Two nursing home owners in Leicester were each ordered to pay £20,000 costs and fined a further £50,000 after a pensioner died following a fall from a hoist. The investigation found the hoist sling had a two-year lifespan but had been in use for nine years. The Health and Safety Executive (HSE) were told it had been an oversight as an outside contractor completed safety checks regularly but the hoist inspections had inadvertently been missed. The HSE found an unqualified member of staff had been completing maintenance checks at the home.
The Health and Safety Executive (HSE) investigate and prosecute establishments for the death of any individual which takes place at work. A number of establishments have been investigated and prosecuted over the years because a patient has died following an incident with a hoist.
When considering the use of a hoist an assessment should always be carried out to ensure the patient has the correct size sling and the hoist is appropriate for them. Staff using the equipment should be competent to use it. There is also a duty on the employer to ensure that staff who are not expected to regularly be involved in manual handling are made aware of the risks of doing so.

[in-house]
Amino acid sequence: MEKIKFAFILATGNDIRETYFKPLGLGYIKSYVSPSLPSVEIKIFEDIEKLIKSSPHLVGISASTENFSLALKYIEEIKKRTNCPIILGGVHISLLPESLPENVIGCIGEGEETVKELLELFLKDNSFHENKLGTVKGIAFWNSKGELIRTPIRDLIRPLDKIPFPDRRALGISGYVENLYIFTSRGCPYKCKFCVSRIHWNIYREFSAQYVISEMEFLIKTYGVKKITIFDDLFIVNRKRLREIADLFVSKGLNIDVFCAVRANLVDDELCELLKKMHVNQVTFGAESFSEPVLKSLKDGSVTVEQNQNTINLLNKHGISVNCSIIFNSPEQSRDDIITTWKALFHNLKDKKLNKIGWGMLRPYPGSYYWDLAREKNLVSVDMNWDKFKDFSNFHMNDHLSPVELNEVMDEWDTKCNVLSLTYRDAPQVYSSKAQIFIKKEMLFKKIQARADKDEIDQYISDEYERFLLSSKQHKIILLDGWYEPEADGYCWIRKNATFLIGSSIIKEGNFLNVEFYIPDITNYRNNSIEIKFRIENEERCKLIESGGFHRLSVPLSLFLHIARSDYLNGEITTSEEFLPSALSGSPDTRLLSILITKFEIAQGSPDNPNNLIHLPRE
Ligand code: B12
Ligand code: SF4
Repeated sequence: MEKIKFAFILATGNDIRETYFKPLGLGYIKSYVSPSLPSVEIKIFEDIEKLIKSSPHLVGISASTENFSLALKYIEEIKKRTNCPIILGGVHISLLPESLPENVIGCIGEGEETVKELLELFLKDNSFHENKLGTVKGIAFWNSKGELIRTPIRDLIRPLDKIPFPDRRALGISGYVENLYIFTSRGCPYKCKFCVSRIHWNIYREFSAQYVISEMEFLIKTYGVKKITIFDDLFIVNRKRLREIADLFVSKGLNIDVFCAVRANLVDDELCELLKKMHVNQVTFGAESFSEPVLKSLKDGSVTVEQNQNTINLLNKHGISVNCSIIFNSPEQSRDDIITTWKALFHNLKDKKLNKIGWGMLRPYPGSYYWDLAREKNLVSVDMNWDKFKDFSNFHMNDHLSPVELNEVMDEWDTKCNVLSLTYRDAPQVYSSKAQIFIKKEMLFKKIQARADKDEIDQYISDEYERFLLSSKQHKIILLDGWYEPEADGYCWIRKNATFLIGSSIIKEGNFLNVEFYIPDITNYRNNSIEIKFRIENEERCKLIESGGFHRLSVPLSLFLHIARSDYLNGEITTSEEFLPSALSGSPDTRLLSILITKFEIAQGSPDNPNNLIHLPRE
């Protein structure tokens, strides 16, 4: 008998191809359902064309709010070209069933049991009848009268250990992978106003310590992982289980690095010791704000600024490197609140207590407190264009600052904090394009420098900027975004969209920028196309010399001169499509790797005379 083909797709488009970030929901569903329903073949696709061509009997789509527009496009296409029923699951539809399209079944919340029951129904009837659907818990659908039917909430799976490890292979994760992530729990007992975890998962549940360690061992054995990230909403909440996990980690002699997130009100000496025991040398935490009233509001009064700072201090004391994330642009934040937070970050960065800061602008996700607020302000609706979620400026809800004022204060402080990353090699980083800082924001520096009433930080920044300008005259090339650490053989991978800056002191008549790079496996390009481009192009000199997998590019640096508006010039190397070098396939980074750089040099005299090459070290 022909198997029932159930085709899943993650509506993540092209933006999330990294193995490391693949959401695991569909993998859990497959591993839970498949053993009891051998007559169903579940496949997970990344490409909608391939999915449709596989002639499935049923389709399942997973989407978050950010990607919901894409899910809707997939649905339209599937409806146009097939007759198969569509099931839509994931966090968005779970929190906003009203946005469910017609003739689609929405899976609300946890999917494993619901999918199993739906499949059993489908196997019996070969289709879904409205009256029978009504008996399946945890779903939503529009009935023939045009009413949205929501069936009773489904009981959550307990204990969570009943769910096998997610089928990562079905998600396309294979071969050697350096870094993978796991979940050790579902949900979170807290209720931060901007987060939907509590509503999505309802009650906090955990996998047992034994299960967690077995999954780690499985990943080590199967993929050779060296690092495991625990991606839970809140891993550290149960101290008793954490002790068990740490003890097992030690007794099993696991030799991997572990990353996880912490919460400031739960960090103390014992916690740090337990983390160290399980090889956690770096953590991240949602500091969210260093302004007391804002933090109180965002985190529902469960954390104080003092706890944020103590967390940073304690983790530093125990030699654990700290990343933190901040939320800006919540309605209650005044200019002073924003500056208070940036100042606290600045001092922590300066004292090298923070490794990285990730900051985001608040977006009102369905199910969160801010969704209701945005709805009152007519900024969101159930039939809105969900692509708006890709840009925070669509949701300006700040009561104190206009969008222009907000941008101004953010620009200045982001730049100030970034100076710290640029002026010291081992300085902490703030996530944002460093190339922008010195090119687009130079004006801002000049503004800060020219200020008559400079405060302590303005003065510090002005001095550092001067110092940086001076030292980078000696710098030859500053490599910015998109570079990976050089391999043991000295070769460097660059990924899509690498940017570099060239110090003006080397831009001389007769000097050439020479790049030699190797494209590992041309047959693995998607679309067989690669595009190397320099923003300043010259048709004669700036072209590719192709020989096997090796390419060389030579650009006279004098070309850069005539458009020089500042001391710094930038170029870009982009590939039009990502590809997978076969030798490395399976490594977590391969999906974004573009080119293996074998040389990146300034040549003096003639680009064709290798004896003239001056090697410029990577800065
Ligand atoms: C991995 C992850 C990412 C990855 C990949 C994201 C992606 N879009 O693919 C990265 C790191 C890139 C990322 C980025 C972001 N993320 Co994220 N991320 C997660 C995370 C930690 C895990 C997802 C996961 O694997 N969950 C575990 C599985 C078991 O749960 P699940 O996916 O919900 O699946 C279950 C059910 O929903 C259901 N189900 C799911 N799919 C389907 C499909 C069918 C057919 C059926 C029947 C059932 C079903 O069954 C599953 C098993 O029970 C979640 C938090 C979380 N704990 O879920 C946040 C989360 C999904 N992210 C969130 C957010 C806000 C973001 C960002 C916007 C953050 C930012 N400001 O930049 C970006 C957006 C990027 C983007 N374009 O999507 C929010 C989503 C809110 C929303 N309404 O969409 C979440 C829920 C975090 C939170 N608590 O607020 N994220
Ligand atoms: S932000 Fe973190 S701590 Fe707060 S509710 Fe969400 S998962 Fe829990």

It is important the sling is compatible with the hoist selected and is correctly fitted. Manufacturers will provide guidance on assessing the correct size sling for individuals. Sling sizes vary between manufacturers, with no standardisation within the industry. Therefore it is important staff are taught how to measure the sling to ensure it fits correctly to avoid any accidents. The style of sling is also important to ensure the person is given the right amount of support required. The assessment should include factors such as: the task that is to be undertaken; the person’s sitting balance, trunk and head control; degree of leg support required; and skin condition and other vulnerabilities. Other considerations include the chair/bed the person is to be transferred into, the person’s position (recline/sitting) and unpredictable movements (related to restlessness, aggression, spasm, or lack of muscle tone).